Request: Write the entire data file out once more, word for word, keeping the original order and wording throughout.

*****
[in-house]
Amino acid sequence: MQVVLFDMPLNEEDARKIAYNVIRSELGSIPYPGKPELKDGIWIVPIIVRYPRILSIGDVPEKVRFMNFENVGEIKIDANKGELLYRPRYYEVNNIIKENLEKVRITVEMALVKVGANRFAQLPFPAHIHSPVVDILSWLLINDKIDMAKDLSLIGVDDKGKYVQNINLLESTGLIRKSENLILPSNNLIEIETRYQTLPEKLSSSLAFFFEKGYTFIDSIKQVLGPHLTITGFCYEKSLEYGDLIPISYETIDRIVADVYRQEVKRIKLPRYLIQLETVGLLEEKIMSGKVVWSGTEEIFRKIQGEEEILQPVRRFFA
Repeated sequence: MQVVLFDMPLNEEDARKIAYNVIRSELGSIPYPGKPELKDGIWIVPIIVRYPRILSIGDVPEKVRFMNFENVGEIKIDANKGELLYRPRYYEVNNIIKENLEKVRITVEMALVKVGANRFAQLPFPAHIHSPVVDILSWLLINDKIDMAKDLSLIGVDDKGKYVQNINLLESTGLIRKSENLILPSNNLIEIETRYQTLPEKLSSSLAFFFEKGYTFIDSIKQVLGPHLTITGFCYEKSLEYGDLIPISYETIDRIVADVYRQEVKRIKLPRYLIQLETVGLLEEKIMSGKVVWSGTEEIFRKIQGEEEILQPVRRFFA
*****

[in-house]
Amino acid sequence: MQVVLFDMPLNEEDARKIAYNVIRSELGSIPYPGKPELKDGIWIVPIIVRYPRILSIGDVPEKVRFMNFENVGEIKIDANKGELLYRPRYYEVNNIIKENLEKVRITVEMALVKVGANRFAQLPFPAHIHSPVVDILSWLLINDKIDMAKDLSLIGVDDKGKYVQNINLLESTGLIRKSENLILPSNNLIEIETRYQTLPEKLSSSLAFFFEKGYTFIDSIKQVLGPHLTITGFCYEKSLEYGDLIPISYETIDRIVADVYRQEVKRIKLPRYLIQLETVGLLEEKIMSGKVVWSGTEEIFRKIQGEEEILQPVRRFFA
Repeated sequence: MQVVLFDMPLNEEDARKIAYNVIRSELGSIPYPGKPELKDGIWIVPIIVRYPRILSIGDVPEKVRFMNFENVGEIKIDANKGELLYRPRYYEVNNIIKENLEKVRITVEMALVKVGANRFAQLPFPAHIHSPVVDILSWLLINDKIDMAKDLSLIGVDDKGKYVQNINLLESTGLIRKSENLILPSNNLIEIETRYQTLPEKLSSSLAFFFEKGYTFIDSIKQVLGPHLTITGFCYEKSLEYGDLIPISYETIDRIVADVYRQEVKRIKLPRYLIQLETVGLLEEKIMSGKVVWSGTEEIFRKIQGEEEILQPVRRFFA